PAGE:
(Besides, the Academy has hardly proved unwilling to reward populist picks since the field expanded. In 2009, the new nominations made room for giant hits like Up, The Blind Side, and District 9; the following year, the Best Picture field allowed megagrossers Inception and Toy Story 3. Since then, successful films like American Sniper, Captain Phillips, Django Unchained, and Zero Dark Thirty — none of which received a concurrent Best Director nomination — have all squeezed in, too.)

To my mind, the movies that make up the perceived “bottom tier” in the bigger Best Picture field — meaning they may not have made a stringent five-nominee cutoff — are often the best and the most daring. Think of films like Her, Beasts of the Southern Wild, Amour, The Tree of Life, and The Kids Are All Right: All of our recent Best Picture races would have been lesser without those movies competing. I talked to a lot of people this year who picked Whiplash as their favorite film; a five-nominee list likely would have left it off, while a ten-nominee field could have made room for both Whiplash and the on-the-bubble critical favorite Nightcrawler. Wouldn’t that have been more exciting?

As for whether the prestige factor of a Best Picture nomination is diminished when there’s more to go around, I’d argue quite the opposite. The fuller Best Picture field paints a more accurate portrait of the best cinema had to offer that year, and when I look back at some of the five-nominee seasons, I laugh at how off the mark they were. When I think of 2008, I can barely remember Frost/Nixon, which was nominated for Best Picture; instead, I’d first call to mind Wall-E, The Dark Knight, and The Wrestler, none of which were. Which film better represents 2004: the negligible Best Picture nominee Finding Neverland, or the cruelly snubbed Eternal Sunshine of the Spotless Mind, which could have penetrated an expanded field? And I can’t even deal with the 2000 Oscar race, when Harvey Weinstein’s trifle Chocolat got the slot that could have gone to more enduring films like Almost Famous, Billy Elliot, Requiem for a Dream, Cast Away, and You Can Count on Me.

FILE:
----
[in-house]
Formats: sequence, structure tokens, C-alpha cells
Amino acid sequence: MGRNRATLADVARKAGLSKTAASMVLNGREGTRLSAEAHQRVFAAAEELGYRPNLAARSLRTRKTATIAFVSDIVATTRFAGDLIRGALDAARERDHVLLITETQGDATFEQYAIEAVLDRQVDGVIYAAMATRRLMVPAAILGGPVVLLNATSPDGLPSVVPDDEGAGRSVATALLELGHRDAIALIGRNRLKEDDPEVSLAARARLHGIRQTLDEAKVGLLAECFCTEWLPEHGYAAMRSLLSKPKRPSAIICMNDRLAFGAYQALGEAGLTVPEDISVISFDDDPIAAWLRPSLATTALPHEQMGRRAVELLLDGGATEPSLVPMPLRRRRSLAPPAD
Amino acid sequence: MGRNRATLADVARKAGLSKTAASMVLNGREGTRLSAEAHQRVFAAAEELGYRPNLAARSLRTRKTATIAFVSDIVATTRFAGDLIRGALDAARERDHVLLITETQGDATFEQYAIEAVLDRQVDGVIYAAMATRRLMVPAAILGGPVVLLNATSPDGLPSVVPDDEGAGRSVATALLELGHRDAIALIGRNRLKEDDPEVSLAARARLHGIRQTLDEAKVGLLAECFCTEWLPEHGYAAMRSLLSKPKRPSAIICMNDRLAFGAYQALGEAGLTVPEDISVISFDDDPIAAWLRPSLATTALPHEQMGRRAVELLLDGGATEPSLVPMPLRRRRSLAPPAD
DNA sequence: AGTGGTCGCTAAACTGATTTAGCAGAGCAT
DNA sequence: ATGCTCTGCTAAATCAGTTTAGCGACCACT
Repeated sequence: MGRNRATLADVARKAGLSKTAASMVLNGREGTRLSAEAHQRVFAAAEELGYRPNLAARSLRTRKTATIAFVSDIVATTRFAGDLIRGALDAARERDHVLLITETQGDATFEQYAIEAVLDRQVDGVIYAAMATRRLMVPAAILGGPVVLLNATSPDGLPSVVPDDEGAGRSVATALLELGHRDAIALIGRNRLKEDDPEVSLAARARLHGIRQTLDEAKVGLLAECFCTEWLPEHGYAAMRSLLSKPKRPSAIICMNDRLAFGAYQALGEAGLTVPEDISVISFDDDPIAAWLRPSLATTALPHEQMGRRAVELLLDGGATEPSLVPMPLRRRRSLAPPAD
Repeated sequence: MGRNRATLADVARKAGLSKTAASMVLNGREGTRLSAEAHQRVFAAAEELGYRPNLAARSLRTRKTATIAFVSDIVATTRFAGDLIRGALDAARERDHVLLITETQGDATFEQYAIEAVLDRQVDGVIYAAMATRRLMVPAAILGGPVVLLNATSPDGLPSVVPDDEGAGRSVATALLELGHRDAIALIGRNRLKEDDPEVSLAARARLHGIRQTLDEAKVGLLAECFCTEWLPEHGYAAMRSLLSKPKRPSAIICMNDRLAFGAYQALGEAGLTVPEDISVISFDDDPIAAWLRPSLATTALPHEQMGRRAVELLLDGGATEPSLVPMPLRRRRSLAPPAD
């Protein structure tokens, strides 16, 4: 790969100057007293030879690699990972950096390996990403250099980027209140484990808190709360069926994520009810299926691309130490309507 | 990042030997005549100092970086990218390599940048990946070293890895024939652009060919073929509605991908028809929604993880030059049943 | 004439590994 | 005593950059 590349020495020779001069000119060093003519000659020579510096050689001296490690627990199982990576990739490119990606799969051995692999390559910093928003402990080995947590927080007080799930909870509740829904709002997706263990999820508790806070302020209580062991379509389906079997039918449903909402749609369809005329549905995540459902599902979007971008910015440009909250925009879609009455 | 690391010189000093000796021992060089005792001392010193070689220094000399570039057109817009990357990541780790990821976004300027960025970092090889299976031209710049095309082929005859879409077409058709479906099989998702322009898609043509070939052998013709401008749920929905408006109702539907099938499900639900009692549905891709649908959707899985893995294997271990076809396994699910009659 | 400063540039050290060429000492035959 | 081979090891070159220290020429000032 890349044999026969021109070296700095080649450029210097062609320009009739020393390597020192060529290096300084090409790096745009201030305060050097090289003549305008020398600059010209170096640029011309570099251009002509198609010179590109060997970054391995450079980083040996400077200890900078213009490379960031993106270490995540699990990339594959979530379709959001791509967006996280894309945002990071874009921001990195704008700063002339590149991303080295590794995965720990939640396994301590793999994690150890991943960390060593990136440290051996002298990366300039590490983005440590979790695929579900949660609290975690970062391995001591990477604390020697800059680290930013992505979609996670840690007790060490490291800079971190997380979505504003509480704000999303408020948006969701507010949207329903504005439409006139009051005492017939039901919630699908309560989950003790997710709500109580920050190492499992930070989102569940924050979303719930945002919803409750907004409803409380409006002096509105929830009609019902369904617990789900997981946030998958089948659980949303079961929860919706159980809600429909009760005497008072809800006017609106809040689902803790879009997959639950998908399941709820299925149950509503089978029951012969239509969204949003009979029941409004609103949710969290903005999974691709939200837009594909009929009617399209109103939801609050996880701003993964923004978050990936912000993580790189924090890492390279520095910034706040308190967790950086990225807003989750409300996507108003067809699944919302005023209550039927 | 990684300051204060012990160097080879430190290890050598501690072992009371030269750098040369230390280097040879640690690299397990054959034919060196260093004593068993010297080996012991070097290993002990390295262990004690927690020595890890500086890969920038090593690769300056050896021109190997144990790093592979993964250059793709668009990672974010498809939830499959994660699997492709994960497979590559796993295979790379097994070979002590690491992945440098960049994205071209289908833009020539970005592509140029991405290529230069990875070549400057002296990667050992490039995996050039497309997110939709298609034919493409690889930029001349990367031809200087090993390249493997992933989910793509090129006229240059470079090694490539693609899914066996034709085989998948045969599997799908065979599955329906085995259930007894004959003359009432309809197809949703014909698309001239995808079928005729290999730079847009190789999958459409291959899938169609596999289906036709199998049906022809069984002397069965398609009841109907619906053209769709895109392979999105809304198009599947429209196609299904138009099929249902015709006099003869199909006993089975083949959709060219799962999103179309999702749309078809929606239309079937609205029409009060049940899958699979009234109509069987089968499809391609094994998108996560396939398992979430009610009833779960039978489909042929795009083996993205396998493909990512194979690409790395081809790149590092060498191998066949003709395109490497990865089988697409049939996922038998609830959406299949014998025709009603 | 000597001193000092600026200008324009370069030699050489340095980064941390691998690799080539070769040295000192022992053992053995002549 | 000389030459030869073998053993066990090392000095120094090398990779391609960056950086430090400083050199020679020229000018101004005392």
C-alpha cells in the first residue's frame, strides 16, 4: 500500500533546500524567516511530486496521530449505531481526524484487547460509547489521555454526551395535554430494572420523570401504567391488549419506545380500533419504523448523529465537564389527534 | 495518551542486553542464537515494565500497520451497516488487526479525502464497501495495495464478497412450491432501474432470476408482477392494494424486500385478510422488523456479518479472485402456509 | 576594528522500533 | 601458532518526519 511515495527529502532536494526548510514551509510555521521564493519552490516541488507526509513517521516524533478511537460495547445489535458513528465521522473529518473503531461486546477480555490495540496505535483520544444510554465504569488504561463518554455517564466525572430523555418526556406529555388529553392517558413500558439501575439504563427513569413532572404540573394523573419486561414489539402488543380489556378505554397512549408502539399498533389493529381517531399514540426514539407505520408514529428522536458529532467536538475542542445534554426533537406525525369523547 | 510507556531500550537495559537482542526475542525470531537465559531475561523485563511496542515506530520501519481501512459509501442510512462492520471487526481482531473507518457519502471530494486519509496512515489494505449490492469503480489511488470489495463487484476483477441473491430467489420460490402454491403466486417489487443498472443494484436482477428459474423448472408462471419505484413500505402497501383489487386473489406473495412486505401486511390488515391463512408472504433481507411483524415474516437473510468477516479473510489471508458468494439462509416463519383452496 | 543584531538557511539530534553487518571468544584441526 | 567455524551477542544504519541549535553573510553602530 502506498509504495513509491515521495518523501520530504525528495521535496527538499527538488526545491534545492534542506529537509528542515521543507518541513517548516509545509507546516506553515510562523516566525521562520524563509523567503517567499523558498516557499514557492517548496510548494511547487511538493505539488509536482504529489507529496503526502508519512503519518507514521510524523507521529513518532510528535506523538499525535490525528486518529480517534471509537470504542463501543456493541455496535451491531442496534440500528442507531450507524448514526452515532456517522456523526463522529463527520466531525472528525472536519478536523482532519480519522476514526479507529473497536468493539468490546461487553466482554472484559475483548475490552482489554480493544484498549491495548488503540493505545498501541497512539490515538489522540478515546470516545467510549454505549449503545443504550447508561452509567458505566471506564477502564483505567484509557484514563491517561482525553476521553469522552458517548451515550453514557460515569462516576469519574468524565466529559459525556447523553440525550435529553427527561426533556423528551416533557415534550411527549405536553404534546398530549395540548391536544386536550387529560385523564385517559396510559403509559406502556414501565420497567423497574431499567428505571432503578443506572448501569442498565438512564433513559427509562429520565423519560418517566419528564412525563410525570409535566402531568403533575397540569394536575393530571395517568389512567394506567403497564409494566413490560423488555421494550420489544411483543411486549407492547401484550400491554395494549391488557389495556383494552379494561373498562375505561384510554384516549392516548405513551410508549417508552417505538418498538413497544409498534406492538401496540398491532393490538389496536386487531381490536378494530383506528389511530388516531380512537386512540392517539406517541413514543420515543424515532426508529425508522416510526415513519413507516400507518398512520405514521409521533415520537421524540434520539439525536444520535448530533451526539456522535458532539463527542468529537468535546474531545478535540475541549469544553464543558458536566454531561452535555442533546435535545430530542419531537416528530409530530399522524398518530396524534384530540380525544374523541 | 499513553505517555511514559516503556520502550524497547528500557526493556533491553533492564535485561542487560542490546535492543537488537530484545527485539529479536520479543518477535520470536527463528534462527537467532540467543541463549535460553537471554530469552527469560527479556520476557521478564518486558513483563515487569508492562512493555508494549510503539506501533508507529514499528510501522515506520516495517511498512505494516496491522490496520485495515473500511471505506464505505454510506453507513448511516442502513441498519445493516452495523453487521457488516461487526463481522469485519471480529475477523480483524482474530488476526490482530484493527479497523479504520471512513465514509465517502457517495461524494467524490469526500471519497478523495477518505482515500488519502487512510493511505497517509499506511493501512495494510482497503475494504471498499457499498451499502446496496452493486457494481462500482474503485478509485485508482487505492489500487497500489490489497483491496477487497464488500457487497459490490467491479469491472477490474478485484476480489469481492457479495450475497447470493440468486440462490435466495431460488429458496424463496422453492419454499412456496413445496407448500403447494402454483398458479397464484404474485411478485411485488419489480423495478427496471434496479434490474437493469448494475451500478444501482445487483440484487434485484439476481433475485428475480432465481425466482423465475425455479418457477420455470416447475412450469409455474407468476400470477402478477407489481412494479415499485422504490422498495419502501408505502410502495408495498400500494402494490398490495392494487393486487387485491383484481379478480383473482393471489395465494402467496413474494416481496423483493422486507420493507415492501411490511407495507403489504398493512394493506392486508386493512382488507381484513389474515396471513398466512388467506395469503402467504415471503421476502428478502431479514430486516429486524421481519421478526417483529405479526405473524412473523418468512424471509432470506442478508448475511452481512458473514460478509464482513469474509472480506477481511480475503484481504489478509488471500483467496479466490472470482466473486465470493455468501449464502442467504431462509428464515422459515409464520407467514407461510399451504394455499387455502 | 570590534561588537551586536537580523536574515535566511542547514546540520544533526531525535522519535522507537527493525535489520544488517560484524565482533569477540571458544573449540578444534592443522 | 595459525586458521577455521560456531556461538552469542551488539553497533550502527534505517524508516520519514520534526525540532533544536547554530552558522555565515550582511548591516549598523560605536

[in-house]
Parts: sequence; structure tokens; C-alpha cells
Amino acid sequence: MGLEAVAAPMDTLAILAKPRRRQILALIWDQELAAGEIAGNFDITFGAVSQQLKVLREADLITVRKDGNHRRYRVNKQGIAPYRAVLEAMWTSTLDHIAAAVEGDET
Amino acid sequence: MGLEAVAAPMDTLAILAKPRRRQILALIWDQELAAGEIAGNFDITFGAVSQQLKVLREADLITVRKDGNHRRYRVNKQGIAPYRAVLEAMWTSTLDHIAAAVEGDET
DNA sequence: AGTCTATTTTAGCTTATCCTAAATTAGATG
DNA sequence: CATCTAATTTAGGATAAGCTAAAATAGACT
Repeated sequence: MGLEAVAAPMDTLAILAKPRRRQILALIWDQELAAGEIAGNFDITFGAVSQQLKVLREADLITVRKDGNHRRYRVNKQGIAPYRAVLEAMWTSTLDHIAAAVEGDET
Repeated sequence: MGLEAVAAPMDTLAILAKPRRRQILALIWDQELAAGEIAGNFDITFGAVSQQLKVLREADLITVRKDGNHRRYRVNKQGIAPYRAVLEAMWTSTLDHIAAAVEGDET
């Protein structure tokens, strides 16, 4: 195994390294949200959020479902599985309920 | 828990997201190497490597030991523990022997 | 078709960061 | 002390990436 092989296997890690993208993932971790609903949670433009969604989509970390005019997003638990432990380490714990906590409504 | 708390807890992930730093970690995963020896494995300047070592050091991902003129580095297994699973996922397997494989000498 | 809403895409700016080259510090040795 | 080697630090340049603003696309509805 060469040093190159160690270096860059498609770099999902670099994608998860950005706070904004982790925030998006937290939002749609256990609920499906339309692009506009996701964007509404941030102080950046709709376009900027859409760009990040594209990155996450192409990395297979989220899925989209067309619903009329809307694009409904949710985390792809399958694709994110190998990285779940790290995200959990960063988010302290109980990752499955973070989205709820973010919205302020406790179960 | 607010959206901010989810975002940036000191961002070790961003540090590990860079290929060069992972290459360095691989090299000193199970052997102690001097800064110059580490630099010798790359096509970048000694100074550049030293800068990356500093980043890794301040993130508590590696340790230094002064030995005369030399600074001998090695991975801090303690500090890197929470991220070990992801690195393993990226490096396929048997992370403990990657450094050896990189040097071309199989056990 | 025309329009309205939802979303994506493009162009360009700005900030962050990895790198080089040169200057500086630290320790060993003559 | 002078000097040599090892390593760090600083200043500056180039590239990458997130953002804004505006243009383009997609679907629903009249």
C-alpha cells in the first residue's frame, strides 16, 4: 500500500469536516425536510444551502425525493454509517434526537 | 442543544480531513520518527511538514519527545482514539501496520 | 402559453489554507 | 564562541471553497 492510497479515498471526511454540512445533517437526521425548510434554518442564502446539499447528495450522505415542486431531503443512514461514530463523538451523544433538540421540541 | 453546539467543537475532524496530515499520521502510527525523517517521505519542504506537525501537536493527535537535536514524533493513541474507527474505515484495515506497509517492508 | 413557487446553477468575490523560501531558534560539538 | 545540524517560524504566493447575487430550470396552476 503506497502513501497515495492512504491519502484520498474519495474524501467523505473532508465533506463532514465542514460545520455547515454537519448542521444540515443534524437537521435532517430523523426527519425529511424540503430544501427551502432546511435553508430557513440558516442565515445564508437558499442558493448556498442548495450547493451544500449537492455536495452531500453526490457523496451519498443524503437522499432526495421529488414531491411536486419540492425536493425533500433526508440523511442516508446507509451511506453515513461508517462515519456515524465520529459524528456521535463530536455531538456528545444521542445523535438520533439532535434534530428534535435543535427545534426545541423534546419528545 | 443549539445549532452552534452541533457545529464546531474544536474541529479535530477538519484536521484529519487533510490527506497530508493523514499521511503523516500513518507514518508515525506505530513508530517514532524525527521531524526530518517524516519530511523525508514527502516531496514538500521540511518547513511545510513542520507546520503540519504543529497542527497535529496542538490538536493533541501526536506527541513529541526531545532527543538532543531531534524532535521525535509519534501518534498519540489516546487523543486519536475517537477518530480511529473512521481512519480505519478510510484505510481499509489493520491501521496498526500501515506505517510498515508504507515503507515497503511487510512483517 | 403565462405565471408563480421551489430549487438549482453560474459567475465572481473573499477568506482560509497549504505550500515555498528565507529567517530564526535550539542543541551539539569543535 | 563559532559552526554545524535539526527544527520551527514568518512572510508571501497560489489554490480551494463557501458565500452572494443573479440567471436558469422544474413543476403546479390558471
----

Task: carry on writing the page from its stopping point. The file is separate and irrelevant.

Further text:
There's no guarantee that those films would have made the Best Picture race even if it had been expanded, but they would have had a damn good chance, and the category would have looked a far sight better for it. So let's shirk that plan to shrink Best Picture and instead return to an even ten nominees, which has some historical precedent, after all: From 1932 to 1943, the Academy was willing to recognize ten Best Picture contenders, and movies like The Wizard of Oz, Grand Illusion, The Adventures of Robin Hood, Ninotchka, Wuthering Heights, The Great Dictator, and The Maltese Falcon all made it in. None of those films received a Best Director nod, which suggests that they all might have had their bubble popped if the Best Picture category had only included five contenders. Venture that sobering statistic next time someone suggests that ten nominees does no good.